On 22.02.2021 11:20, Michał Górny wrote:
On Sun, 2021-02-21 at 13:04 -0800, Gregory P. Smith wrote:
The main thing from a project maintenance perspective is for platforms to not become a burden to other code maintainers. PRs need to be reviewed. Every #if/#endif in code is a cognitive burden. So being a minor platform can come with unexpected breakages that need fixing due to other changes made in the codebase that did not pay attention to the platform. As we cannot expect everyone working on code to care about anything beyond the tier-1 fully supported platforms, buildbot or not.
I have to disagree -- the support code (even if any is actually necessary) does not have to be a burden. Generally 'hobbyists' don't have a problem that the support for their platform becomes broken accidentally, or even deliberately because it blocks something else. They understand that others don't have hardware, time or motivation to maintain support for their platform properly.
They themselves have limited time to work on it. So it's entirely fine for things to break occasionally, and they provide fixes as their time permits. They don't ask others to maintain their code. There's no real maintenance burden involved.
But there is. As was pointed to above, the extra legacy code makes making _any_ changes in the corresponding part of the file more difficult -- because one has to think how to combine the changes with that code. E.g.: at which side of that code to place the changes; if it's a part of a block statement, where in the block statement to place the changes; if I want to change the program structure, how to incorporate that code into the new structure -- all made much more difficult because I cannot be sure what changes would and wouldn't break the "legacy" code. So, by your logic, it would be "blocking" any change to that file and will have to be removed anyway the first time we change that file. Now, if that's the case -- why should we spent time and effort tracking which files were "cleansed" and which weren't (which we'll have to do because such cleansing is an unrelated change in a PR so a PR's author should know whether they need to look out to do any "cleansing" as well as making the change that does what they want) if we can cleanse them all at once and be done with it?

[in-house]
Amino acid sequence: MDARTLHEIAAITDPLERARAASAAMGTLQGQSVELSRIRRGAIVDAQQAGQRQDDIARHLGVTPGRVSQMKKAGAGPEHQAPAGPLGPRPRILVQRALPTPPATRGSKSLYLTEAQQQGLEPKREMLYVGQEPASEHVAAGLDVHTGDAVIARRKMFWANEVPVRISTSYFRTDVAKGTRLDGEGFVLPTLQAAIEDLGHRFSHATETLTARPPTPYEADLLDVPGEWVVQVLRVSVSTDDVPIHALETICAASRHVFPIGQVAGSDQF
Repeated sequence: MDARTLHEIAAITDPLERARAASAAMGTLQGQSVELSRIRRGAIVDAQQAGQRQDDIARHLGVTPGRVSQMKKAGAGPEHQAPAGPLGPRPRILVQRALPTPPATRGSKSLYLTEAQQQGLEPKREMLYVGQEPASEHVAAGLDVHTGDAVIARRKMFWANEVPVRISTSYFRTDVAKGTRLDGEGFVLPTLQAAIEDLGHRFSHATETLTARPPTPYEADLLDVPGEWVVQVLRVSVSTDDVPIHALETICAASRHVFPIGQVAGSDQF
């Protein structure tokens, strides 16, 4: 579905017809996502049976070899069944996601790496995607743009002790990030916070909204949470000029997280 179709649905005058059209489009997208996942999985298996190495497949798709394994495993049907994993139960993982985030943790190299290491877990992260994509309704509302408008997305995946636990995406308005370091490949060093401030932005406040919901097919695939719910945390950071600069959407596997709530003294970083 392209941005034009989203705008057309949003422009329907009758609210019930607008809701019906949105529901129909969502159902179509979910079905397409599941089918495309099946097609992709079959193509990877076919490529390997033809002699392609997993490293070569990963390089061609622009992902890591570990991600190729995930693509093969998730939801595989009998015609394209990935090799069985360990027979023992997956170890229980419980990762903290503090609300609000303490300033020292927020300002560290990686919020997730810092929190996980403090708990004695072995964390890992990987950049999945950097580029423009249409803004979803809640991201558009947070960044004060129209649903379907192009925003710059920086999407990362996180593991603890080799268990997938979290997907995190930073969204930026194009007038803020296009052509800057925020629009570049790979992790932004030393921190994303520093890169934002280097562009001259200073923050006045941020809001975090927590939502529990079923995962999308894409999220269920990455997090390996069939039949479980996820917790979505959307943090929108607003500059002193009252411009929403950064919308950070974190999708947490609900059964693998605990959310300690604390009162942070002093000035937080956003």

In fact, this whole thread feels like removing 80%-complete translations from a program because they 'burden developers' and confuse users. Even if the translations are not actively updated and degenerates with strings changing, some users find them helpful.